Party for the Animals spreads its wings to Morocco
A representative of the Party for the Animals spent a week travelling around Morocco in search of possible collaborations with Moroccan organisations promoting the interests of animals, nature and the environment. Conclusion: Morocco offers many opportunities in the field of sustainability and animal welfare.
In the Moroccan cities Casablanca, Rabat and Tangier, Party for the Animals´ senator Christine Teunissen spoke to animal welfare organisations, environmental organisations and local politicians. The organisations informed Teunissen about the country’s many cases of rabies, its growing water scarcity, its loss of 30,000 hectares of forest each year and its Barbary macaques who are threatened by agriculture. Despite having different focuses and approaches to these problems, the organisations all stressed the importance of education and collaboration with local communities to bring about a fundamental change. As the director of one of the animal welfare organisations explained: “You have to inform and include the public and show them that animal welfare also means human welfare. As Muslims, we have an obligation to take care of our environment. Our goal is to have people, nature and animals live together in harmony.”
From Teunissen’s conversations in Morocco, it has become clear that the country shows great opportunity for a sustainable and animal-friendly future. For instance, Morocco gets 34 percent of its energy consumption from renewable energy sources (compared to 5.9 percent in the Netherlands), it is home to the largest wind farm in Africa and the largest solar plant in the world, and the Moroccan authorities have stopped subsidising fossil fuels. Plastic bags are prohibited throughout the country and in Marrakesh, host to the 2016 United Nations Climate Change Conference, all buses are electric. In Rabat and Tangier, local authorities work with animal welfare organisations on the vaccination and sterilisation of stray dogs, and the hunting policy for these animals seems to be drawing to a close.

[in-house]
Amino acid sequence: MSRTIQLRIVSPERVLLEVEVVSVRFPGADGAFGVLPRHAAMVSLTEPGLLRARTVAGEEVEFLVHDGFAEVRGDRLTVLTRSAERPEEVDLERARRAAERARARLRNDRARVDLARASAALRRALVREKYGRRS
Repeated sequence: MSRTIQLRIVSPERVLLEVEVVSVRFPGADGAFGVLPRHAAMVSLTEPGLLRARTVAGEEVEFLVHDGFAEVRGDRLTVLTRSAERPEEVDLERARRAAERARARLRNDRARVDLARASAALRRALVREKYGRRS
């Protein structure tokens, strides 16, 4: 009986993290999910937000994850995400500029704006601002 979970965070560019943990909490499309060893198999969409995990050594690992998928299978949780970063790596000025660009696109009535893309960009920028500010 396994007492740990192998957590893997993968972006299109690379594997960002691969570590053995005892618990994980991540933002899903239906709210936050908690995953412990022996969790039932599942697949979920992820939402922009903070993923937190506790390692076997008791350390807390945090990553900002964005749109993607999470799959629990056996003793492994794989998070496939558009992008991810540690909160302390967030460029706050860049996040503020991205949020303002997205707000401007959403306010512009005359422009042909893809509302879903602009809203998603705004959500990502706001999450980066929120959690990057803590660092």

Morocco is a country of monoculture farming, which is at the expense of biodiversity. However, the environmentally harmful livestock sector is relatively small, which, according to Teunissen, gives Morocco the chance to become a leader in sustainable vegetable agriculture. “It is now commonly known that a shift from animal protein to plant protein will feed more people while being less damaging to the planet. Using Morocco’s powerful agricultural sector will stimulate crop diversity and make these crops available to human consumption. Regrettably, we have seen that the Netherlands intends to pass on its livestock-industry practices to farmers in Morocco, which would be a disaster for nature, animals and the environment.”
Since its establishment, the Party for the Animals has been working on the internalisation of its growing political movement, resulting in 17 sister parties across the world and close contacts in Central and Eastern European countries. This year, the party will expand its activities to the Arab region. The Party for the Animals believes collaboration with like-minded people in other countries to be essential, since animal welfare, nature and environment are transnational issues. The focus is on collaboration with organisations that promote change by political or administrative means.